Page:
NJ leaders blast IRS rules blocking SALT cap workaround
Unveiled by the U.S. Treasury and IRS last summer but finalized on Tuesday, the new rules limit how much taxpayers can deduct as charitable giving if they receive a state or local tax credit in return.
Gov. Phil Murphy and members of New Jersey’s congressional delegation are railing against new Internal Revenue Service rules that effectively block states from allowing taxpayers to make charitable contributions in lieu of property taxes as a workaround to the federal government’s $10,000 cap on state and local taxes deduction.
Unveiled by the U.S. Treasury and IRS last summer but finalized on Tuesday, the new rules limit how much taxpayers can deduct as charitable giving if they receive a state or local tax credit in return. It may sound benign, but Murphy and other state leaders blasted the changes, describing it as an intentional move by President Donald Trump and his administration to hurt New Jersey taxpayers who are already reeling from the 2017 tax law’s limit on the state and local taxes deduction.
“The IRS today made clear it is not interested in fairness for New Jersey’s taxpayers. Instead, it protects President Trump’s politicization of the federal tax code,” Murphy said in a statement. “Finalizing a rule that prohibits us from following decades of precedent to protect our residents’ tax deductions is a gut-punch to middle-class families who know that the Trump tax plan is a complete sham.”
The state and local taxes deduction, also known as SALT, has traditionally been popular in New Jersey due to the state’s notoriously high property taxes and steeply rising state income tax. It was capped at $10,000 as part of the Republican tax overhaul in order to reduce the overall loss of revenue from other tax cuts in the reform law, including a big corporate tax rate cut, reduced individual rates and a much higher standard deduction and child tax credit.
While most taxpayers nationwide were expected to pay less federal taxes under the reform law, New Jersey homeowners who pay high income and property taxes were expected to benefit the least, and some have faced higher taxes due to the cap on the SALT deduction.
In response, New Jersey created its own law last year to try to blunt the cap’s impact by authorizing towns, counties and other local governments to create charitable funds that homeowners can contribute to in return for property tax credits equal to 90 percent of what they gave.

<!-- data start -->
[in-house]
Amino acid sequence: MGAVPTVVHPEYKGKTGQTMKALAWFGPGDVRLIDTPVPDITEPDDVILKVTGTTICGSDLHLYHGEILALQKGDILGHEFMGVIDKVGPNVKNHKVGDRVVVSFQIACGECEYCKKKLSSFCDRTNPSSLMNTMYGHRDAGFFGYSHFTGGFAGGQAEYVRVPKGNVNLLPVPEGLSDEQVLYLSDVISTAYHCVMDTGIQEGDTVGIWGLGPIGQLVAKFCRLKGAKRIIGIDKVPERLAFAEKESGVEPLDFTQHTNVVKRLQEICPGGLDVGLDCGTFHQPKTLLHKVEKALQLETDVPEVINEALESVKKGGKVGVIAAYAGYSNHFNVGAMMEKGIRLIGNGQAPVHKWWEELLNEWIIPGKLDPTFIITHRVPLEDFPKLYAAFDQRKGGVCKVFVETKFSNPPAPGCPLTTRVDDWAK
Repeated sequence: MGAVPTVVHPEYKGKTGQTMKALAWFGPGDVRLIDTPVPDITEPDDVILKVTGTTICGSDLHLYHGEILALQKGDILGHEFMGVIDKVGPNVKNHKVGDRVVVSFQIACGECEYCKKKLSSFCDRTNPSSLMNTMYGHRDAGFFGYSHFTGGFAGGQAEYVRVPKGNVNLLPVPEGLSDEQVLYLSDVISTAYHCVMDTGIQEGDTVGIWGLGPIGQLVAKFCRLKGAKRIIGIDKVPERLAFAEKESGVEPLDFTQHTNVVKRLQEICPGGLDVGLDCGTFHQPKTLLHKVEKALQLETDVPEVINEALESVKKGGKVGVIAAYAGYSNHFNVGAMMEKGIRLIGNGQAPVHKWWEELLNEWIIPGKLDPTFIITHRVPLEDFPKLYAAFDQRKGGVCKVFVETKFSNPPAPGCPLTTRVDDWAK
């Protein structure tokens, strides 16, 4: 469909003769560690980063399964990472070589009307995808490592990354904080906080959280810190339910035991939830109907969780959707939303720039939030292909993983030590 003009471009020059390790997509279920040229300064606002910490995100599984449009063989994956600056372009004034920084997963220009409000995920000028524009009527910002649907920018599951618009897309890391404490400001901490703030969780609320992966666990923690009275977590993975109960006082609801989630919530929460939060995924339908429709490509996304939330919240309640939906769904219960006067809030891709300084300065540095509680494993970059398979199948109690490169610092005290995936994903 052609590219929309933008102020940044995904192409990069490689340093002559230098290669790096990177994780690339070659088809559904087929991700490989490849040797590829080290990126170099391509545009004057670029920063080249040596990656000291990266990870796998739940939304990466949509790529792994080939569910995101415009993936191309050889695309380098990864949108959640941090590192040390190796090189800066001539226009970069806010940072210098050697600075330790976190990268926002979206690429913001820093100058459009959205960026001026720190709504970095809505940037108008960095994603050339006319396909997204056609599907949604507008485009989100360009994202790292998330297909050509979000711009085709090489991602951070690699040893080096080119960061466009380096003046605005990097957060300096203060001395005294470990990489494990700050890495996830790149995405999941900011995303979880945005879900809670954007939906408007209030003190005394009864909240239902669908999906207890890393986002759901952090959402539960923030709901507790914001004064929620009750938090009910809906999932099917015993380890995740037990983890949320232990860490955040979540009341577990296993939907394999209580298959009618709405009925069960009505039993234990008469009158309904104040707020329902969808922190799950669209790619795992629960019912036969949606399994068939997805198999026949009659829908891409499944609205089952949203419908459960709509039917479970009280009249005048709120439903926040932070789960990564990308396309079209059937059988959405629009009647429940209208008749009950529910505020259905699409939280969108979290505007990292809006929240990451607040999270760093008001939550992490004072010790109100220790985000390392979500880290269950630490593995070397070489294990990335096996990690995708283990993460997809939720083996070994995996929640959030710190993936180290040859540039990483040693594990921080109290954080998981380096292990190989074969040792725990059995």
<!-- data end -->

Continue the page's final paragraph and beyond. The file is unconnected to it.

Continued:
The funds are intended to be used to pay for government services normally funded by property taxes, and homeowners who contribute are expected to be able to write off the full amount of those contributions on their federal tax returns because the new tax law kept in place an uncapped deduction for charitable contributions.
So far few if any local governments in New Jersey have followed through with creating the charitable funds and municipal leaders have cast the blame on the IRS regulations, which block residents from using charitable contributions as a federal write-off if they received a state or local tax credit in return.
The regulations don’t stop towns from creating charitable funds, but specify that the federal government would only permit taxpayers to deduct the amount they give minus whatever state or local tax credit they received.
The one exemption would be if the tax credit was less than 15 percent the value of the donation. In those cases, the full contribution would be considered deductible.
Murphy and state lawmakers argue that throws out years of precedent where the IRS previously recognized charitable donations to state or municipal funds that awarded tax credits in return.
“Not surprisingly, the Trump Administration is once again taking a swipe at New Jersey’s middle class taxpayers. The IRS has allowed these charitable funds for decades and is only now banning them because states like New Jersey sought to utilize them and establish its own,” U.S. Sen. Bob Menendez said Tuesday after the final regulations were released.
While litigation challenging the IRS regulations appears likely, Menendez and others said they would also continue to pursue repealing the SALT limit.
Earlier this year, Menendez and Rep. Bill Pascrell, D-9th of Paterson, unveiled legislation that would eliminate the $10,000 cap. In order to reduce the impact of the change, it also proposes a return to a top individual income tax rate of 39.6 percent, which was the rate before the tax overhaul reduced it to 37 percent and had it start on incomes of $500,000 for singles rather than $418,401.
Rep. Andy Kim, D-3rd of Bordentown Township, is a co-sponsor of the legislation and earlier this month testified before the House Ways and Means Committee to urge the panel to take up the legislation.
“New Jersey families have been overtaxed and underserved for too long. I urge the committee to consider legislation this year that would restore the deduction and immediately bring tax fairness back to the system,” Kim said during the hearing. “We have a chance now to work together to provide tax relief to millions of taxpayers in New Jersey and across the nation.”
Kim cited a survey of more than 500 New Jersey certified public accountants who reported 36 percent of their clients paid more in federal taxes for 2018, in large part because of the SALT cap, as well as other reports showing New Jersey taxpayers receive little back in federal services compared to the tax dollars they send to Washington.